That is why standards bodies work slowly, methodically and collaboratively to develop compression technology that can serve a new generation of video applications with a half life measured in decades. This is in stark contrast to consumer device technologies and even OTT streaming technologies today, where a new platform can emerge, mature and fade all within the space of a year or two.
The economics of video technology in consumer devices sits at the confluence of these two worlds. Entertainment content is coming from ever more diverse sources, from ever more diverse types of businesses, under ever more diverse business models. For CE devices to stand out in a crowded field of their own, they will do what it takes to attract as many content services to their devices, with the best possible quality. Royalty issues have always been a challenge for CE device vendors, as they often are seen to foot the bill on behalf of content services and even studios. As an example, we’ve often seen pushback on DRM security standards by CE device vendors, who are seen to be paying the security taxes in terms of protected hardware paths, trusted execution environments and more in order to protect the IP revenues of content companies against piracy.
At the end of the day, however, the industry finds a palatable medium across technology providers, service providers and CE devices to create an end-to-end ecosystem that drives new CE products, enables better service quality and grows the total pie of video revenues. As a case in point, studies have shown that HD+HDR delights consumers more (and in more use cases) than 4K. The natural question then is whether there is a move underway to retrofit HDR into the AVC standard so it can be deployed more widely. Universally, the perception is that TV vendors are eager to move forward with HEVC and HDR, and there is little to no appetite for working HDR into AVC.
If HEVC were indeed on the verge of oblivion, we’d be seeing a rush to incorporate VP9 into MPEG-DASH and an urgent drive to retrofit hot technologies such as HDR into AVC. We would not see continued increase in investments in accelerating HEVC and building it into silicon. We would see a halt in rollout of new broadcast standards such as ATSC 3.0 and DVB-T2 which are based on HEVC. We’d see HEVC-enabled set top box sales grind to a halt, but instead, we’re seeing numbers rise steadily with a rush of new service releases and rollouts slated for the coming year.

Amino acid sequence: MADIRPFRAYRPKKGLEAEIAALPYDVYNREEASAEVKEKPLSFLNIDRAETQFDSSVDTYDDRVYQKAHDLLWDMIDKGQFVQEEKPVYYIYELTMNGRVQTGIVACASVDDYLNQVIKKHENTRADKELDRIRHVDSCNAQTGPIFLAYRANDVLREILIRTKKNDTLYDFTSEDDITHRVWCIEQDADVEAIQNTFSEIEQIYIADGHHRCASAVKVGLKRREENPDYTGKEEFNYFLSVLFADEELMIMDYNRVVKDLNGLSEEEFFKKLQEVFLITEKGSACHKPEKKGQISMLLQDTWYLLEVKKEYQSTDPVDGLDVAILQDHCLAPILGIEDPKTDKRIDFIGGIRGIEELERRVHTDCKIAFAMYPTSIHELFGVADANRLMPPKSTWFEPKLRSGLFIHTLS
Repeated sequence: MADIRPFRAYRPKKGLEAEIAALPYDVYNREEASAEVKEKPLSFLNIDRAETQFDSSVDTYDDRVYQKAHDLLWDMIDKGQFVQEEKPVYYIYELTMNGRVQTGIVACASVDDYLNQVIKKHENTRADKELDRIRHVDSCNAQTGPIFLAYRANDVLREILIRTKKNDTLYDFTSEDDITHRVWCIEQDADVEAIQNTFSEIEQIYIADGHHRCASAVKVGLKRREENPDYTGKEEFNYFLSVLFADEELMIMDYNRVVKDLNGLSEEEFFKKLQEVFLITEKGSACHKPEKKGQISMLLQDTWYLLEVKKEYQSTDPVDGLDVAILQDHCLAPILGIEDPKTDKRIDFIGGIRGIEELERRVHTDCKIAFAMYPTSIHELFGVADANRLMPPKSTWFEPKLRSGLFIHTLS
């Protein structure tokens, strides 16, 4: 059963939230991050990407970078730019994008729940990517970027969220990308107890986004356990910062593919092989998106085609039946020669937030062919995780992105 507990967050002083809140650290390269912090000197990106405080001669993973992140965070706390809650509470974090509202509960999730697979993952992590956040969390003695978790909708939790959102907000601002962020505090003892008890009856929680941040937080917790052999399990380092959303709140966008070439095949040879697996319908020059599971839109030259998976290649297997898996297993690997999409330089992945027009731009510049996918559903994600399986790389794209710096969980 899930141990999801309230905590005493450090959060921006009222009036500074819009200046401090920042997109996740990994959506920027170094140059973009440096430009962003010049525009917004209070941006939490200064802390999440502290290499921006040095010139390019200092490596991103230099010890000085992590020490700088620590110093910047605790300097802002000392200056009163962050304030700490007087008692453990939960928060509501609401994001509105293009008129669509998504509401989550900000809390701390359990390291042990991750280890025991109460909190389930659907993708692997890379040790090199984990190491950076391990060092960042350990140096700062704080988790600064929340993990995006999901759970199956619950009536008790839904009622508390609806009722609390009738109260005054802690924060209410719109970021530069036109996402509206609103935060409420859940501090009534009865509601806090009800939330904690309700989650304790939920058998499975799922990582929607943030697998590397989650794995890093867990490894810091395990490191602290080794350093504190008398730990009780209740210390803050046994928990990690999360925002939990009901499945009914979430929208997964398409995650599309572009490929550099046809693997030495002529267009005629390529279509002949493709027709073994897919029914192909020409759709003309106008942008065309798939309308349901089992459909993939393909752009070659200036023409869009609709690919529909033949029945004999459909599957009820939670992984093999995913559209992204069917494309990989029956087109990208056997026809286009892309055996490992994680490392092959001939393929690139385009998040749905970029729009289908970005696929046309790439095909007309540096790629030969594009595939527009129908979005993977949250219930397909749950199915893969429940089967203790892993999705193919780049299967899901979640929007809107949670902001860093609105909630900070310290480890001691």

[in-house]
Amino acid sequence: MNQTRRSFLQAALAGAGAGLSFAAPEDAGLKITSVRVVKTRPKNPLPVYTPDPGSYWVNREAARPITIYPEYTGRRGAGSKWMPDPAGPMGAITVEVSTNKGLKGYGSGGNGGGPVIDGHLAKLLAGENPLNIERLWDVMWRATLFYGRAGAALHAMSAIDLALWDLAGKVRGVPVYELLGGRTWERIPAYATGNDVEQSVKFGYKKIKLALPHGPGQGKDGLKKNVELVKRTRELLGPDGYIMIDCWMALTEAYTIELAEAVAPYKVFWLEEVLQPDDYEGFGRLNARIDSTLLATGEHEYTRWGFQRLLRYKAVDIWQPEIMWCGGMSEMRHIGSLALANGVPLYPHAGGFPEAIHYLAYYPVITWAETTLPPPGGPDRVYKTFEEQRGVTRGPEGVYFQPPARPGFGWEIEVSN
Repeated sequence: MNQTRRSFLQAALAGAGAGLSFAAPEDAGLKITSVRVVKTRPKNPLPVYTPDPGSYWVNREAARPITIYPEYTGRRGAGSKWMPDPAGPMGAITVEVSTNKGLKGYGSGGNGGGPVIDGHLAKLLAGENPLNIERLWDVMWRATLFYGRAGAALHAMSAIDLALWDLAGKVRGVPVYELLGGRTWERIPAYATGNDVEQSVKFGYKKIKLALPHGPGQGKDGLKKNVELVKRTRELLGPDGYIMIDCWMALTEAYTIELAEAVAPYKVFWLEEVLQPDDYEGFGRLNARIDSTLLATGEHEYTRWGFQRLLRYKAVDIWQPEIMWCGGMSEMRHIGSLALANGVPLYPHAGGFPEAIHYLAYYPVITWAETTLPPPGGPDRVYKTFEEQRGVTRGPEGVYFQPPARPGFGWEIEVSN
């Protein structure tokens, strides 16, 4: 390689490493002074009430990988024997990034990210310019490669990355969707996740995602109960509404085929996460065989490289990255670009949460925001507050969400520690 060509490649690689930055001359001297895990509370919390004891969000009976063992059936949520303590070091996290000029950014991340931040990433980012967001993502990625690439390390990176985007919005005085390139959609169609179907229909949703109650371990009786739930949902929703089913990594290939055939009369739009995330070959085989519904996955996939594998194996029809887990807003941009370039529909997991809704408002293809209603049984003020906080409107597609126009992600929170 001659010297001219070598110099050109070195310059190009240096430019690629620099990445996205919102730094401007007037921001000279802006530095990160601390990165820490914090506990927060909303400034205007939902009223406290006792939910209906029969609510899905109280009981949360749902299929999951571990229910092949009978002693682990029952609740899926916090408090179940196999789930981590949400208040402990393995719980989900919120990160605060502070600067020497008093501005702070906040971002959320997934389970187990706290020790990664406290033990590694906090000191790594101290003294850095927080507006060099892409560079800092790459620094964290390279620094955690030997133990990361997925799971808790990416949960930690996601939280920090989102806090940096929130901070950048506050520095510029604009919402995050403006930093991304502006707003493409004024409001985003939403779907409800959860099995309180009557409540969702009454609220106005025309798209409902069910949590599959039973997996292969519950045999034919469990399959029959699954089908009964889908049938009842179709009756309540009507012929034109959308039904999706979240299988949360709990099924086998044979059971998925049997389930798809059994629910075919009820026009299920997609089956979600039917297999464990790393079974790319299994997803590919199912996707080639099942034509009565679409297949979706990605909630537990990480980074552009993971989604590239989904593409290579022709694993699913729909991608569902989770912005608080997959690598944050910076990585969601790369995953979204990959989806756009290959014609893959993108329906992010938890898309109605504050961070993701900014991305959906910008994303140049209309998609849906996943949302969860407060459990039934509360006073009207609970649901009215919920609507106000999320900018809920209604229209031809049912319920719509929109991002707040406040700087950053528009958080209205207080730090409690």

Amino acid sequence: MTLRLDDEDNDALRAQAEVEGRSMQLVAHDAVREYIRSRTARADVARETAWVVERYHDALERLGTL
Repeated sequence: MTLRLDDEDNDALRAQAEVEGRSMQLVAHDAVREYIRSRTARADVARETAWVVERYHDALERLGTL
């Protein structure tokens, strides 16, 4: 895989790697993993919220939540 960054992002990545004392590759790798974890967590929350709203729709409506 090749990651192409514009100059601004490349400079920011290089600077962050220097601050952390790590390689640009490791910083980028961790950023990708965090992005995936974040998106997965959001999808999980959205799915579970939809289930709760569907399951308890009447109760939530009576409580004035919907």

Is there uncertainty? Absolutely. Are royalty issues the single point of failure for a codec? Absolutely not. There is plenty of room to sidestep patent pools to negotiate directly with patent owners. Companies already need to negotiate with Technicolor separately and may choose to do so with other patent holders as well. MPEG-LA continues to be a voice of reason, with licensing terms that are resonant with market needs and the ground realities of how sales are reported and licenses are paid. The rest of the ecosystem will fall in line for M&E applications over time, and a growing number of enterprise applications will transition over as performance improves and costs fall. Real-time, dense compression, standardized delivery and ubiquitous playback are required for content ecosystems to flourish.
By this measure, HEVC continues to climb up the maturity curve. The chasm has been crossed, and an upswing is underway. AVC remains the competitive alternative for most video applications today, but HEVC’s time is here, bolstered by killer applications such as 4K and HDR in the short-term and assured by superior video compression in the longer term.